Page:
The federal defendants appealed this Court's denial of immunity on August 14, 1986 and filed an answer to plaintiff's complaint on August 18, 1986. While the federal defendants' appeal was pending, they filed a motion to amend their answer on January 8, 1987, so as to add the defenses of res judicata and collateral estoppel and a motion for reconsideration of this Court's decision of July 15, 1986. In their motion for reconsideration, defendants argued that plaintiff was precluded from relitigating issues of fact resolved by the AAP. This Court denied defendants' motion for reconsideration and declined to rule on their motion for leave to amend their answer while their appeal was pending.
On September 29, 1987, the Court of Appeals for this Circuit affirmed in part and reversed in part this Court's decision concerning whether the federal defendants, and in particular Officer Stover, were entitled to immunity. See Martin v. Malhoyt, 265 U.S. App. D.C. 89, 830 F.2d 237 (D.C. Cir. 1987). The primary issue of disagreement between this Court and the Court of Appeals was over whether United States Park officers, as defendant Stover, can ever enjoy absolute immunity from common law tort suits. Id. at 248-49. The Court of Appeals rejected a "bipartite scheme" that entitled federal officials to qualified immunity for constitutional torts and absolute immunity for common law torts. Id. at 253. Instead, the Court of Appeals adopted a "uniform federal qualified immunity standard" for both constitutional and common law torts. The Court of Appeals did not, however, make a specific finding as to the "objective reasonableness" of Officer Stover's actions and, therefore, his entitlement to qualified immunity because of the inadequacy of the factual record before it. In addition, the Court of Appeals did not consider the § 1983 claim against Officer Stover.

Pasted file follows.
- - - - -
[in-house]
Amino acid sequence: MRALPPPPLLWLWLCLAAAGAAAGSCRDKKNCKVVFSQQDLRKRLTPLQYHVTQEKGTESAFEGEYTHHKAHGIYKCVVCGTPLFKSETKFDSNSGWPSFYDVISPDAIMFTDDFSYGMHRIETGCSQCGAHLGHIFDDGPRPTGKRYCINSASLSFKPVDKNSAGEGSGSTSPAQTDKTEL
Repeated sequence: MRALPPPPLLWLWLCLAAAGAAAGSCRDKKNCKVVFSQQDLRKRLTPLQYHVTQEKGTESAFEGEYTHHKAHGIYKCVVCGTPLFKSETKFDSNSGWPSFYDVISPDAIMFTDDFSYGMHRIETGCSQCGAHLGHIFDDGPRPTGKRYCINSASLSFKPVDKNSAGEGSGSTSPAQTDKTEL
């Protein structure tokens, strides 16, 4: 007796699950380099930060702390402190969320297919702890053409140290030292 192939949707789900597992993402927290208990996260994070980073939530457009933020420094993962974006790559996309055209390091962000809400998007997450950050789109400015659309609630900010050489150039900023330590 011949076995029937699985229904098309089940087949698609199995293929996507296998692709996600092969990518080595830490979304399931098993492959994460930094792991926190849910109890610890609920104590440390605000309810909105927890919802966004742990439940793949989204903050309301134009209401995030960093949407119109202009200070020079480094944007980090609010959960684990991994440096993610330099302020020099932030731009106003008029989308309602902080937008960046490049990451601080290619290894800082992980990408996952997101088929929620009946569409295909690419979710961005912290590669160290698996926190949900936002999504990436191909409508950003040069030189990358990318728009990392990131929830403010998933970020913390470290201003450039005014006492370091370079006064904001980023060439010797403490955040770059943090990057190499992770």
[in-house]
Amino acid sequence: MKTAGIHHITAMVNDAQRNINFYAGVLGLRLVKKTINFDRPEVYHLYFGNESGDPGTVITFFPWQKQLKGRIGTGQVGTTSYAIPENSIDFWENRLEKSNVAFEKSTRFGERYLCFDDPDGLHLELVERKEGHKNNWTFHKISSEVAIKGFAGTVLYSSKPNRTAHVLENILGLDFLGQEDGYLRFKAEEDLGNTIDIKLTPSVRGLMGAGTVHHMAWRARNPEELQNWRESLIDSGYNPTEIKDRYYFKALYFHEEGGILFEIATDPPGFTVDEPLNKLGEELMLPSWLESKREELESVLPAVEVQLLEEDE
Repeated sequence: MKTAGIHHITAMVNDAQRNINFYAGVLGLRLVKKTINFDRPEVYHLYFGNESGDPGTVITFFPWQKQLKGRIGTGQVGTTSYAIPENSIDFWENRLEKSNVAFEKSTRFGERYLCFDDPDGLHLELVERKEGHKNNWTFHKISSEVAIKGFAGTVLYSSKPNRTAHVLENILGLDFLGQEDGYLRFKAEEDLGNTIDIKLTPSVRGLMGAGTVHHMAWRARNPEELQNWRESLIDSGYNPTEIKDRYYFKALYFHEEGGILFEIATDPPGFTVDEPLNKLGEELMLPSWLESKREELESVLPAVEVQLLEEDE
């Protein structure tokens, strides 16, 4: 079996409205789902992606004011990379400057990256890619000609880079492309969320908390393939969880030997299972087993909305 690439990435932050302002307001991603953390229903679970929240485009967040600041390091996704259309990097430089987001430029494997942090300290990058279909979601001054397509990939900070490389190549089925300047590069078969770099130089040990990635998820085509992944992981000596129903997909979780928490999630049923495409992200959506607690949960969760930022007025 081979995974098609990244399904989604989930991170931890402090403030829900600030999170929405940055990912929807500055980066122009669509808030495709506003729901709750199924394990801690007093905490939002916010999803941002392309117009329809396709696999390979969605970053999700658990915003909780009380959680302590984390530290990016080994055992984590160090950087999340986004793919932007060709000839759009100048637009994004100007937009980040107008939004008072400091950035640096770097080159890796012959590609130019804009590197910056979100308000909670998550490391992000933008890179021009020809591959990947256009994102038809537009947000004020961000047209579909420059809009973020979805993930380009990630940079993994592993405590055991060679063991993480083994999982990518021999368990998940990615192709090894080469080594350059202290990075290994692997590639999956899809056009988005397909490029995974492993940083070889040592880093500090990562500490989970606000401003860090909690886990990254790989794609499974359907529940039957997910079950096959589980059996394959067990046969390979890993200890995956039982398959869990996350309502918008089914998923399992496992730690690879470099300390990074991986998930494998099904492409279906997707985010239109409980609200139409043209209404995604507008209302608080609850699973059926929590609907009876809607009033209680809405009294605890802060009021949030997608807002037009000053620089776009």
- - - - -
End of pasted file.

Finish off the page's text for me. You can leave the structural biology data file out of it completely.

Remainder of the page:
It is important to note that in rejecting a "bipartite" scheme for common law and constitutional torts, the Court of Appeals recognized that it was entering an "unsettled" area of the law, and expressed hope that guidance from the Supreme Court would soon be forthcoming. Id. at 247. The Court of Appeals was expressly referring to an Eleventh Circuit decision to which the Supreme Court had granted certiorari ; that case would require the Supreme Court to revisit its decision in Barr v. Matteo, 360 U.S. 564, 3 L. Ed. 2d 1434, 79 S. Ct. 1335 (1959) and to provide some guidance as to its "reach."